To be fair, there are some ambitious efforts under way to develop such technologies and they might just come about. But, I am not willing to bet my planet on it. In fact I think this line of argumentation is just plain reckless. This is the equivalent of arguing that an obese person should continue eating Monte Christo sandwiches for breakfast, lunch and dinner, since surely weight loss science will provide a pill that will prevent reasonably bad long run health consequences. And, if you aren’t a fan of geo-engineering, this should make you worry too. Betting the farm on direct capture makes geo-engineering a Plan B (which, you know, is the second letter of the alphabet).

So what do we do? We economists will swallow our pride and admit that we live in a world that will in most places not go for pure price based approaches to reducing emissions. We will put a price on the heads of as many carbon molecules as we can, kill the rest by (gulp) using the least offensive versions of command and control policies. We should then get serious about R&D in all sorts of things, including that giant vacuum in the sky. We should do this with or without revenue from a carbon tax or cap and trade. I seriously hope that vacuum works. Because if it does, I am going out and getting myself one of those 1965 Shelby GT350s. That will probably be on my 130th birthday though. What a wonderful world that would be.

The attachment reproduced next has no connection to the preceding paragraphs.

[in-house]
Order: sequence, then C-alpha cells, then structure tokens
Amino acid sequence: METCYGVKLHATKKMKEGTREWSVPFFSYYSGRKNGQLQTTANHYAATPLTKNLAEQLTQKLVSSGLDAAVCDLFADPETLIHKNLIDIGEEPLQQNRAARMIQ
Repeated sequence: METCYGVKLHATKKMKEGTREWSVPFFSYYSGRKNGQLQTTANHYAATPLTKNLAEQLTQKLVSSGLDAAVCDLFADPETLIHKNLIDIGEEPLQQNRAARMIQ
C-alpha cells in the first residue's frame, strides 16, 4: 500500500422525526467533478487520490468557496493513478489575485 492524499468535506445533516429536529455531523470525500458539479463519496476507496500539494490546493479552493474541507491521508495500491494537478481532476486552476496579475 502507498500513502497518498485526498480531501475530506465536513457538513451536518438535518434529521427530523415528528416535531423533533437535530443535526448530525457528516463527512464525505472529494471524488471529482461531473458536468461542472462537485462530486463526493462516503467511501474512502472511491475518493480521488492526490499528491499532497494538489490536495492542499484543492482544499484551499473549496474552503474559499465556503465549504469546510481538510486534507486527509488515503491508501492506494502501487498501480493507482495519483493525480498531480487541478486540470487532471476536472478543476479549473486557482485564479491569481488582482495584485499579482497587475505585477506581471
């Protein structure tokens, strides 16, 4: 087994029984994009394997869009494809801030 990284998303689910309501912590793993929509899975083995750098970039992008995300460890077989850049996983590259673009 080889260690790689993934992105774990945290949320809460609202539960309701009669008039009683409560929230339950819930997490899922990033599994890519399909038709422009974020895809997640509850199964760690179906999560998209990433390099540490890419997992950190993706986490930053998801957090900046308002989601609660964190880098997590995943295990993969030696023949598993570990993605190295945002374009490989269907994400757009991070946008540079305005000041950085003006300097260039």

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The Future of (Not) Driving

We have a momentous event coming up in my household: my son will turn 16 at the end of the month and will – if the DMV gods are agreeable – get his drivers license. This has sparked a lot of debates in my family about what driving will look like over the next 10-20 years.